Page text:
[First part of this page is duplicated in PrettyAdventuresomeProgramming.]
"Wow! That ExtremeProgramming
stuff is neat! We almost do it, too!" I hear this cry remarkably often. I have developed the following little joke description of one of my projects to warn people about what they are saying...
"Extreme Programming (a la ChryslerComprehensiveCompensation
project) requires 4 things:
- You do pair programming.
- You deliver an increment every three weeks.
- You have a user on the team full time.
- You have regression UnitTests that pass 100% of the time.
As a reward for doing those,
- You don't put comments in the code.
- You don't write any requirements or design documentation.
Now on this project, we're pretty close...
but at least we don't have any design documentation, and we don't comment our code much!
- well, actually a couple of our guys sit in the basement, a couple on the 5th floor, and a couple 2 hours drive from here, so we don't do pair programming,
- and actually, we deliver our increments every 4-6 months,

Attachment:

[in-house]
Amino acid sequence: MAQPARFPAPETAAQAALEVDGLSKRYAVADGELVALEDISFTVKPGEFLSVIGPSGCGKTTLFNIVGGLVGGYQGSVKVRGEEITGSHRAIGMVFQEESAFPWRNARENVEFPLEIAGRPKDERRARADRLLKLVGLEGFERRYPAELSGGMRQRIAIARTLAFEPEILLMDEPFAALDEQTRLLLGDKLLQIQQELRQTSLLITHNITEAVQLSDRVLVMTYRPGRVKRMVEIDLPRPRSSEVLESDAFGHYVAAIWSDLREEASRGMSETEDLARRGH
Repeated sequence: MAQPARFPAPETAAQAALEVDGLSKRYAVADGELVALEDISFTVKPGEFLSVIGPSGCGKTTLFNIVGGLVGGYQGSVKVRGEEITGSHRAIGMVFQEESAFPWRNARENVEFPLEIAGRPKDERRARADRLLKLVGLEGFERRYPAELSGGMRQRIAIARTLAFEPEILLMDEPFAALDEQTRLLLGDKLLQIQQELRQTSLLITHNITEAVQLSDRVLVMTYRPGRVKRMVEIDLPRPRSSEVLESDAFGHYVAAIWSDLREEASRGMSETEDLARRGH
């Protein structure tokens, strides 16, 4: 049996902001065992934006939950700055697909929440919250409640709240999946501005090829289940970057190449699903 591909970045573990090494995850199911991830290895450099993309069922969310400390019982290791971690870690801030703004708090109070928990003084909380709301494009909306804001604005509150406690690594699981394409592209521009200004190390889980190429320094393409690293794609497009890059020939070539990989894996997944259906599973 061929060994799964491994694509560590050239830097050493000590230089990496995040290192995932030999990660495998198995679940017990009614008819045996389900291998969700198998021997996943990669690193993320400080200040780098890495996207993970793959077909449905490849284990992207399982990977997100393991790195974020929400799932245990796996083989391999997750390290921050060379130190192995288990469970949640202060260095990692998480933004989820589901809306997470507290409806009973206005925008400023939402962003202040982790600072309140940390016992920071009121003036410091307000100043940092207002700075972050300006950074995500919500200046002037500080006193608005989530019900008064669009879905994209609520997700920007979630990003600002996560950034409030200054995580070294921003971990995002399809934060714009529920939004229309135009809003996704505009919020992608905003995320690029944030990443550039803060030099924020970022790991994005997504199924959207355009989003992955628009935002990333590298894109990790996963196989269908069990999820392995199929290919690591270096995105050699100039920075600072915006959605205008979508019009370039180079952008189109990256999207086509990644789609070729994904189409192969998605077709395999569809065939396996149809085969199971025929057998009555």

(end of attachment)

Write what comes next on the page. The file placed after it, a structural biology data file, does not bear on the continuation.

- we don't have users anywhere in sight,
- and we don't have any UnitTests,
So in a sense, you're right, we're almost
Heh. Where was I reading this the other day? Maybe ConsciousnessExplained?
, by DanielDennett
? Or was it in KentsBook
? Anyway, the idea was that almost
means the same thing as not
. That when a vendor claims his tool is almost
anything, you should interpret it as the exact opposite.
The author goes on to explain that he would rather be almost dead
than almost alive
, that any businessman in the world would rather be almost bankrupt
rather than almost solvent
. <g> -- BillBarnett
As in software that is AlmostCorrect...
You can find a similar concept in GeraldWeinberg 's work: LullabyLanguage. -- AlexChaffee
: "'Almost' is a technical term meaning 'not'."
Peripheral comments moved to EdgeOfChaos
CategoryExtremeProgramming CategoryAdoptingXp CategoryStory